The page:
While the world was sleeping and the countryside was silent under the rain, Karavansara reached and surpassed the 100.000 views mark for the year 2019.This is a huge result – Karavansara received as many views in 2019 as it had in its first three years of operations together – and I am thankful to all the readers for their interest in my blog.Thank you!To celebrate this landmark, I’ve created a new blog cover, that you can see above. It is based on an ex libris designed by pulp legend Roy G. Krenkel, and it’s going to be the new look for Karavansara in the soon to begin Roaring ’20s.Original link
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A different kind of Jingle Bells

Featuring the Altai band, a very Karavansara-friendly Jingle Bells.Original link
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Gaiman reads Dickens

Because it’s that time of the year, you know…Original link
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The last adventure of the year


The forecast says rain and possibly snow for tomorrow, and I am boarding a train early in the morning to go to Asti, the provincial capital, in what promises to be the last adventure of this year – braving weather and public transport to meet some people for a writing job.One more little step to a better 2020, hopefully.So I am taking along book to read on the train, Kay Kenyon’s At the Table of Wolves, plus pens and a notebook to take notes during my meeting, plus a pocketful of coins for hot drinks machines along the way. As it usually happens when public transport is involved, I’ll spend most of the day waiting for trains and buses, but that’s part of the game. I’ll keep warm and read a b...
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Crypt of Tears trailer

Now I have a good reason to wait for 2020.Original link
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Michael Moorcock at 80


Today is the 80th birthday of British writer Michael Moorcock, and it seems right to write a post about him and his books and the pleasure, insight and fun, and inspiration they have provided me these last 40 years.This will not be a critical assessment or whatever, but just a personal patchwork of strange memories. I’ll also list a few of my favorite books of his, but no more than a dozen.Let’s begin.When I was a kid trying to read all the available fantasy and science fiction I could lay my hands on, there were two authors that had a consistently horrible press in my country: Michael Moorcock and Tanith Lee. It is probably telling that today these are two of my all-time favorite writers.Th...
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Swashbuckling Classic: Errol Flynn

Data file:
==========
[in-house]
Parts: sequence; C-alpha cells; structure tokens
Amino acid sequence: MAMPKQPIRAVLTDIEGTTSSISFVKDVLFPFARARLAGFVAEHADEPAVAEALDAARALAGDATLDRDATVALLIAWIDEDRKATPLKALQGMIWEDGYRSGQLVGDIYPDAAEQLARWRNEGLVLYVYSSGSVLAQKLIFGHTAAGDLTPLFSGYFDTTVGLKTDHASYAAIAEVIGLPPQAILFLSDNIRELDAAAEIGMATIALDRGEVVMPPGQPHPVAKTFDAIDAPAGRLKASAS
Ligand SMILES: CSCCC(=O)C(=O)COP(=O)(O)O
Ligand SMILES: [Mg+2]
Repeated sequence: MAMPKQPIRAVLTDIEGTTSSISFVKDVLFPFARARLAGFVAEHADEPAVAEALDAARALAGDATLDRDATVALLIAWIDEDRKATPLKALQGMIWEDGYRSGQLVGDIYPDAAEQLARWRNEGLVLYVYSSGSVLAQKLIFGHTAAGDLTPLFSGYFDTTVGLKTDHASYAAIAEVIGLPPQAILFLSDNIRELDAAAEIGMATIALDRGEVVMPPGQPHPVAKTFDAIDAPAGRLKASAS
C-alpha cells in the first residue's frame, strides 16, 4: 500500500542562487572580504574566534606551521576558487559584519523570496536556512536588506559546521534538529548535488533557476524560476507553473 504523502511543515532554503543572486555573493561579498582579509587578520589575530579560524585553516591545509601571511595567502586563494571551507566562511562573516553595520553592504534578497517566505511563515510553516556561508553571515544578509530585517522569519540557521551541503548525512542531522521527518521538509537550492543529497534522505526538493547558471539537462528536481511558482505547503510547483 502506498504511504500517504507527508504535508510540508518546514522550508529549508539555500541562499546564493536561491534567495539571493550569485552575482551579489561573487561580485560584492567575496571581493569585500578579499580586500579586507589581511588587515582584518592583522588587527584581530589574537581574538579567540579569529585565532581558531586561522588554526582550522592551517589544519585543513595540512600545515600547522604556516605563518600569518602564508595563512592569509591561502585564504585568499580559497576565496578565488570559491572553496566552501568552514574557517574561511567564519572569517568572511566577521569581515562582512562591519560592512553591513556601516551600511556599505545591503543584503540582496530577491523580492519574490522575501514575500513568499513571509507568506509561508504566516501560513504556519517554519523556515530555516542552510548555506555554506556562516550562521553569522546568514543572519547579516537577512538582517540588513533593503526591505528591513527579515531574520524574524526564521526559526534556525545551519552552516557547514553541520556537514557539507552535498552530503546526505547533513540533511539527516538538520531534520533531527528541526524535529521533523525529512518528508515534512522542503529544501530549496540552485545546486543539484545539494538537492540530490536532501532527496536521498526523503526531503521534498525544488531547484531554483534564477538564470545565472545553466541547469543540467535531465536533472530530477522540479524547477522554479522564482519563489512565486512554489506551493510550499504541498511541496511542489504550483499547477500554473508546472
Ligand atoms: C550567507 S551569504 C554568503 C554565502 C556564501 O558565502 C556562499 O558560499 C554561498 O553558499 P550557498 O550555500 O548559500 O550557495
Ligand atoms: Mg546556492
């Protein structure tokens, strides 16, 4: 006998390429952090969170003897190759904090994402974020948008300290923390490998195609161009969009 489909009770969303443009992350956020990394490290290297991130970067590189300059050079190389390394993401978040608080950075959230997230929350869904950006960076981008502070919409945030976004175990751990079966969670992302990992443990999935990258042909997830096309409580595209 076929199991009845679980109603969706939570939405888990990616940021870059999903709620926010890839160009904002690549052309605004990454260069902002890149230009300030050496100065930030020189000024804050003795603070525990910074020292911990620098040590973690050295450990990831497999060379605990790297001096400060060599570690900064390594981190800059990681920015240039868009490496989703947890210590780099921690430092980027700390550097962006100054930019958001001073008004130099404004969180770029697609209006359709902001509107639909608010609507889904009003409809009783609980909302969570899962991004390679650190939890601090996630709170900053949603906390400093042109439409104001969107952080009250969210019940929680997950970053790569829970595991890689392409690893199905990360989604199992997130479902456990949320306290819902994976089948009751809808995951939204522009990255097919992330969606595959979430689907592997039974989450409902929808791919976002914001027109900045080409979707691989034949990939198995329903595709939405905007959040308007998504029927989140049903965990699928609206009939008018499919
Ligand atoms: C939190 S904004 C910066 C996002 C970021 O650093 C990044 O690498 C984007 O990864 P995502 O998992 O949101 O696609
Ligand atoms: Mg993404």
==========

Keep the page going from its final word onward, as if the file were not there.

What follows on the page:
Nothing particularly complicated: just Errol Flynn fighting with a sword, often against Basil Rathbone.Check it out.Original link
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Change in perspective


Last night my PC monitor died. So I went to my father’s den – a room we now use as storage – and retrieved another monitor: as an old PC user, I go by the mantra “always salvage the old hardware.” So in about half an hour I had the new monitor up and running. No sweat.And it’s been a nice step forward – the old monitor was small and cramped, and it had been going progressively darker for months. Not a great problem when writing is concerned, but all my images and covers where someway off. The “new” monitor is an LCD widescreen thing that feels like I’m in the middle of a wide open field. Great.On the other hand, this will cost me two days of work.For some mysterious reason, any time I update...
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1300 Mondays


In the opening chapter of his The Doorstep Mile(that once again, is highly recommended) adventurer Alastair Humphreys writes:I have fewer than 2000 Mondays left to live. I want to make the most of them, not just tick them off.This gave me pause.How many Mondays do I have left?, I wondered. I made some quick calculation, based on my family data.Both my grandfathers died in their early seventies.My father died at seventy-six.On my mother’s side we tend to be more long lived – we usually get in our ’90s if cancer does not get at us earlier.I am 52, so… how many Mondays?Less than 1300 is a good estimate.What am I going to do with them?Humphreys’ idea, presented in his book, is to try and do some...